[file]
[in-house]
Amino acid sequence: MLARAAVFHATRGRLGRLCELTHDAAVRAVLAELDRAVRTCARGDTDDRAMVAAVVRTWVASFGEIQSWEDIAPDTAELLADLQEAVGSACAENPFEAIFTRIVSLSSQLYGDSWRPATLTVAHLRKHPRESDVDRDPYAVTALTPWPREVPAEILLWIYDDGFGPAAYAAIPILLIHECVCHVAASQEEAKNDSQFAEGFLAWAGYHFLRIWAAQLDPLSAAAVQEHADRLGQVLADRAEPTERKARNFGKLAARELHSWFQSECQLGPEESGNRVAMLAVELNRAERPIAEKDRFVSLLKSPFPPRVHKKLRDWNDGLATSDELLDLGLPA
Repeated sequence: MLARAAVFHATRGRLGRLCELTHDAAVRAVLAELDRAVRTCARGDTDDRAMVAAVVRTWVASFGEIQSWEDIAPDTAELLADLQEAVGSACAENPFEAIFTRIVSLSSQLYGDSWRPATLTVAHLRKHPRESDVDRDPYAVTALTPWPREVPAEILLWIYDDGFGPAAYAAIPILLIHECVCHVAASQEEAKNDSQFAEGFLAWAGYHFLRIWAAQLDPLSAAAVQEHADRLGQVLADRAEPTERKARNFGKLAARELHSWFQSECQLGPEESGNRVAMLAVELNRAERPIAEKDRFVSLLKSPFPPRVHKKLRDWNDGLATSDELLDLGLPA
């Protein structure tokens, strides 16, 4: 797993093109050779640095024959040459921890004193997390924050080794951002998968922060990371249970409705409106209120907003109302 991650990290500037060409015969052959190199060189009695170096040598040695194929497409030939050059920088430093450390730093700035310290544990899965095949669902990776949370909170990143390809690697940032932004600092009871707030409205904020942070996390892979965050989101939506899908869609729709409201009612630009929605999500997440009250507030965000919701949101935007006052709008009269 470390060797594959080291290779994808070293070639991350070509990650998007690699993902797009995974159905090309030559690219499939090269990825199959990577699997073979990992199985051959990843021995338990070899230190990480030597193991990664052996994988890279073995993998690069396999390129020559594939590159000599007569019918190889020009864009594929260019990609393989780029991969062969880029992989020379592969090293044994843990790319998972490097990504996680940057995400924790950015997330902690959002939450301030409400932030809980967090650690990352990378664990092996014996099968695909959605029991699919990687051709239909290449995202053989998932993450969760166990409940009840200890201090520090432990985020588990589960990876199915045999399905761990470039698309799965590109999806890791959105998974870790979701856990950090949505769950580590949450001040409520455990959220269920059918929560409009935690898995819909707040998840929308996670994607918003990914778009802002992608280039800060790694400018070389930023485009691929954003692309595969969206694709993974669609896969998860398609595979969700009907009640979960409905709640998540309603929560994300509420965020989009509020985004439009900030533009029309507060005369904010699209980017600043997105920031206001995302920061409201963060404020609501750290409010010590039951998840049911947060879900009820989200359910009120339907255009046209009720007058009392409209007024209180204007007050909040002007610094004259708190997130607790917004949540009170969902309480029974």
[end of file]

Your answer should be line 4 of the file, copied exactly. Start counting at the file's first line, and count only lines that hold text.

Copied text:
């Protein structure tokens, strides 16, 4: 797993093109050779640095024959040459921890004193997390924050080794951002998968922060990371249970409705409106209120907003109302 991650990290500037060409015969052959190199060189009695170096040598040695194929497409030939050059920088430093450390730093700035310290544990899965095949669902990776949370909170990143390809690697940032932004600092009871707030409205904020942070996390892979965050989101939506899908869609729709409201009612630009929605999500997440009250507030965000919701949101935007006052709008009269 470390060797594959080291290779994808070293070639991350070509990650998007690699993902797009995974159905090309030559690219499939090269990825199959990577699997073979990992199985051959990843021995338990070899230190990480030597193991990664052996994988890279073995993998690069396999390129020559594939590159000599007569019918190889020009864009594929260019990609393989780029991969062969880029992989020379592969090293044994843990790319998972490097990504996680940057995400924790950015997330902690959002939450301030409400932030809980967090650690990352990378664990092996014996099968695909959605029991699919990687051709239909290449995202053989998932993450969760166990409940009840200890201090520090432990985020588990589960990876199915045999399905761990470039698309799965590109999806890791959105998974870790979701856990950090949505769950580590949450001040409520455990959220269920059918929560409009935690898995819909707040998840929308996670994607918003990914778009802002992608280039800060790694400018070389930023485009691929954003692309595969969206694709993974669609896969998860398609595979969700009907009640979960409905709640998540309603929560994300509420965020989009509020985004439009900030533009029309507060005369904010699209980017600043997105920031206001995302920061409201963060404020609501750290409010010590039951998840049911947060879900009820989200359910009120339907255009046209009720007058009392409209007024209180204007007050909040002007610094004259708190997130607790917004949540009170969902309480029974």